2012; 33(2): 191-195
PubMed PMID: 22592200
Animals, Ghrelin:administration & dosage, Half-Life, Injections, Intravenous, Iodine Radioisotopes, Male, Rats, Rats, Wistar, Tissue Distribution,.
OBJECTIVES: Ghrelin presents a multiplicity of biological functions, what is consistent with widespread expression of this peptide and its receptors. Ghrelin may act locally, but it may also influence distant cells. The aim of the study was to assess plasma activity of exogenous ghrelin and its distribution in rats.
DESIGN: Plasma radioactivity of (125)I-ghrelin (cpm) was analyzed in blood specimens collected after (125)I-ghrelin administration. Tissue uptake of (125)I-ghrelin (cpm/mg) was evaluated in 27 tissues obtained during an autopsy performed 1, 2 and four hours after (125)I-ghrelin administration. The radioactivity of the tissue specimen (cpm) was divided by the weight of the specimen (mg).
RESULTS: Plasma (125)I-ghrelin radioactivity decreased rapidly after peptide administration. The half-life time of (125)I-ghrelin was 15-18 minutes. The analysis of (125)I-ghrelin distribution revealed three profiles of its tissue uptake. The first profile was characterized by decreasing radioactivity (e.g. brain, kidney, liver). Increasing tissue radioactivity followed by a gradual decrease (second profile) was observed for example in stomach, intestine and thyroid. The third profile was described as a relatively stable radioactivity (e.g. lung, myocardium). Despite of Lugol's solution administration, thyroid uptake of (125)I-ghrelin was notably higher than in other tissues (second and third profile).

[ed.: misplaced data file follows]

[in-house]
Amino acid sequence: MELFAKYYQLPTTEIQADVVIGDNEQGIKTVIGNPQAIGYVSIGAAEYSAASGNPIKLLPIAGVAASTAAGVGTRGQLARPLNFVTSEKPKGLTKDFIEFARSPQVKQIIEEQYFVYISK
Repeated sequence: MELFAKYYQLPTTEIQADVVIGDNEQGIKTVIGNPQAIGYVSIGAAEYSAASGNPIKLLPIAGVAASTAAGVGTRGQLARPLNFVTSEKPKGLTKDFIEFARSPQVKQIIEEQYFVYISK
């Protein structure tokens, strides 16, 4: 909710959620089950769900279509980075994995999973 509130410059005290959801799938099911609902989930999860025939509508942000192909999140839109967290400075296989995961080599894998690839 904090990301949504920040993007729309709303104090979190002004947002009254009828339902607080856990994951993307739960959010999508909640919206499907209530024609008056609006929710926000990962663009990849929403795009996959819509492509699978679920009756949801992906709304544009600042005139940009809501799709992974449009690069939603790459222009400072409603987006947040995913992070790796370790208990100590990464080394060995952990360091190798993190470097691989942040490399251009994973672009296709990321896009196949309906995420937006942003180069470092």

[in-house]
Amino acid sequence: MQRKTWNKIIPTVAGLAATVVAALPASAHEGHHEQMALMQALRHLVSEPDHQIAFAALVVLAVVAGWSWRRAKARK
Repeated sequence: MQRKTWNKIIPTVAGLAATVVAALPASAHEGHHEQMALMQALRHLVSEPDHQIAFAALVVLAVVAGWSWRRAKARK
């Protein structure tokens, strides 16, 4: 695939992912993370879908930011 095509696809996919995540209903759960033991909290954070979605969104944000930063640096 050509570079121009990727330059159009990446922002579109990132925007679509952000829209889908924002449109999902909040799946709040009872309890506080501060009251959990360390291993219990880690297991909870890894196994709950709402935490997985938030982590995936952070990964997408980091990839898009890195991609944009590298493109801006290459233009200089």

CONCLUSIONS: Exogenous ghrelin uptake in tissues that produce this peptide suggests, that ghrelin influences the biology and function of these cells also in endocrine way. Similarly, the accumulation of peptide observed in the third profile (e.g. thyroid) may reflect a potential role of ghrelin in these organs....